- Discover the kinds of reading support students need, then organize small strategic-reading groups.
- Teach the class how to work in groups, pairs, and alone without the support of a teacher.
It can take from four to six weeks for students to learn how to work on specific tasks without your guidance. Teach them how to:
- organize their response journals and have them practice three or four responses with your guidance before asking them to work alone.
- create their own discussion questions;
- set up behavior guidelines for book discussions;
- engage in paired reading and retelling; and
- negotiate the ground rules for independent reading.
Investing the time to teach your students how to work alone allows you to support everyone in small-group and one-on-one meetings. From time to time, during the closing of a workshop, you'll need to address behavior glitches that arise.
Early in the year, take the time to establish guidelines for productive, independent group work. I always include students in this process, for they are more apt to follow guidelines and goals they helped create.
Ask students to suggest behavior guidelines that will help groups discuss books, complete projects, or confer. I require that students state guidelines in positive sentences so they understand what they can and should do.
Record students' suggestions on the chalkboard. Add one or two of your own. Then ask students to select five key guidelines and post these on a chart.
- Pause and think for a minute. Try to discover ways to solve the problem on your own. Reread the class chart that lists strategies that have been modeled and practiced.
- Ask members of your group for help.
- If group members can't help, ask another student, one who is not working with the teacher.
- If none of the above work, turn to another task until the teacher is free to help.
Offer Meaningful Reading Experiences During Choice Time
Students can work successfully in small groups, paris, or alone when they're truly engaged. Your students will be engaged by these activities, providing you first teach them how to approach each one:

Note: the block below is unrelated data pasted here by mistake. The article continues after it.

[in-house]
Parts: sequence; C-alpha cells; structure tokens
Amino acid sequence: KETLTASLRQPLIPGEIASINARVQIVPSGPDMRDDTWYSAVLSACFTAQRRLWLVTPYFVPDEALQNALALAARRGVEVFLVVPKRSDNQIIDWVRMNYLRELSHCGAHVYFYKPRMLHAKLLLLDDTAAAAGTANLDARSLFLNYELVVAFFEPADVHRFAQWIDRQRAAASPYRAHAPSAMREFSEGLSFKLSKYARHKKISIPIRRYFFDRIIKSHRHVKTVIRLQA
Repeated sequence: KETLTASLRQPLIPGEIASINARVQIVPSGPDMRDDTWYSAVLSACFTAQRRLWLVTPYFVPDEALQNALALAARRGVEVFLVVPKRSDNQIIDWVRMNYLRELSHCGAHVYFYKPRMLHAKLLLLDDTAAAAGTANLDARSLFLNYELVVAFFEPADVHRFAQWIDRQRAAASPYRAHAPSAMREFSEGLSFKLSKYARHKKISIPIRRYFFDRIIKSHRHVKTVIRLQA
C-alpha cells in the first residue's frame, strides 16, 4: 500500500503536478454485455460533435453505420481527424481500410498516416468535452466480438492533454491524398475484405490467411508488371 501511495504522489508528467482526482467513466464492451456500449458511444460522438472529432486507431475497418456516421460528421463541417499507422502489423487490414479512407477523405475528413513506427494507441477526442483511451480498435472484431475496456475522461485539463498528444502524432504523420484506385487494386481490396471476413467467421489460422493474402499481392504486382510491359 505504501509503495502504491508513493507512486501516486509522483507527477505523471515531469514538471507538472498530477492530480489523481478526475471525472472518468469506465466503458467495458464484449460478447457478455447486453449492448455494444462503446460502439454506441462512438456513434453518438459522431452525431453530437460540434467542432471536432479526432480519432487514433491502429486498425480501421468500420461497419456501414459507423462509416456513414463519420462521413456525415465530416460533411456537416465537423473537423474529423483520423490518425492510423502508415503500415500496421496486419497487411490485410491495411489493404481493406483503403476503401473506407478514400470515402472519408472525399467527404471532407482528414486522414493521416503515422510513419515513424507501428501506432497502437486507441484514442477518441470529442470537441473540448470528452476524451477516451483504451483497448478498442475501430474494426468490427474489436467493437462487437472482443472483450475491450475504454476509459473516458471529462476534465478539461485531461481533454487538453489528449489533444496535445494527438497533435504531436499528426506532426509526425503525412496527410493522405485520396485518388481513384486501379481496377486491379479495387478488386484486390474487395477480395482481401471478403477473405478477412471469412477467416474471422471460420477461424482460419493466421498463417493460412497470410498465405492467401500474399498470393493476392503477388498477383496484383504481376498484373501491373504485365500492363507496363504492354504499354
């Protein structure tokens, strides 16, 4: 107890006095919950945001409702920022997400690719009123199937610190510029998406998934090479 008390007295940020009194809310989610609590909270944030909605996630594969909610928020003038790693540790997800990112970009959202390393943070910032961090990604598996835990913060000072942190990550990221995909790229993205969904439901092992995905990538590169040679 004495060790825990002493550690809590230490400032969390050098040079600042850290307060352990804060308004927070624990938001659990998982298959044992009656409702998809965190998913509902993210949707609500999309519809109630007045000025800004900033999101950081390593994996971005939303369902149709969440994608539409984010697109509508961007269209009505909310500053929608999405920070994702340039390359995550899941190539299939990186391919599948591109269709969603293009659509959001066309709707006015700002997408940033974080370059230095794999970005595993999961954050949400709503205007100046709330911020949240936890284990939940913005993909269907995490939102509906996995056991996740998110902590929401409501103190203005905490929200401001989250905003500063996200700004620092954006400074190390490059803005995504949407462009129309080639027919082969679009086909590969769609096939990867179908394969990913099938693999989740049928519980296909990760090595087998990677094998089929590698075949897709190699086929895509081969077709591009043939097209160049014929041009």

- Independent Reading: students read a free-choice contract book for 15 to 30 minutes at school. I ask students to read an additional 30 minutes each night for homework.
- Paired Reading: partners read and retell sections of a text to one another.
- Paired Questioning: partners read passages and questions to one another.
- Listening to a Book: students listen to a book on an audiocasette in a listening center.
- Complete a Journal Entry
- Write a Book Review
- Readers Theater Scripts: groups create and practice reading aloud scripts based on books they've read.
- Practice a Strategy: students, solo or in small groups, use books at their independent reading level to cement their understanding of a strategy.
- Work on Research: students read about their topic using various sources.
- Peer Conferences: pairs or small groups discuss how they apply a reading strategy or share journal entries.
- Group Dramatizations: small groups select a section or chapter of a book to dramatize, using voice and gestures to reveal character.
- Student-Led Book Discussions: Organize heterogeneous groupings, mixing ability levels and gender. Sometimes you'll organize students around interests, choices, achievement, knowledge of a subject, or by chance.
- Complete a Portfolio Entry: Portfolios in my class are a collection of eight to ten pieces on students' friends, interests, and selections from writing folders and journals that students choose and self-evaluate. Self-evaluations include: my favorite piece, most enjoyable topic, the piece that illustrates progress in content, in mechanics, in prargraphing, etc.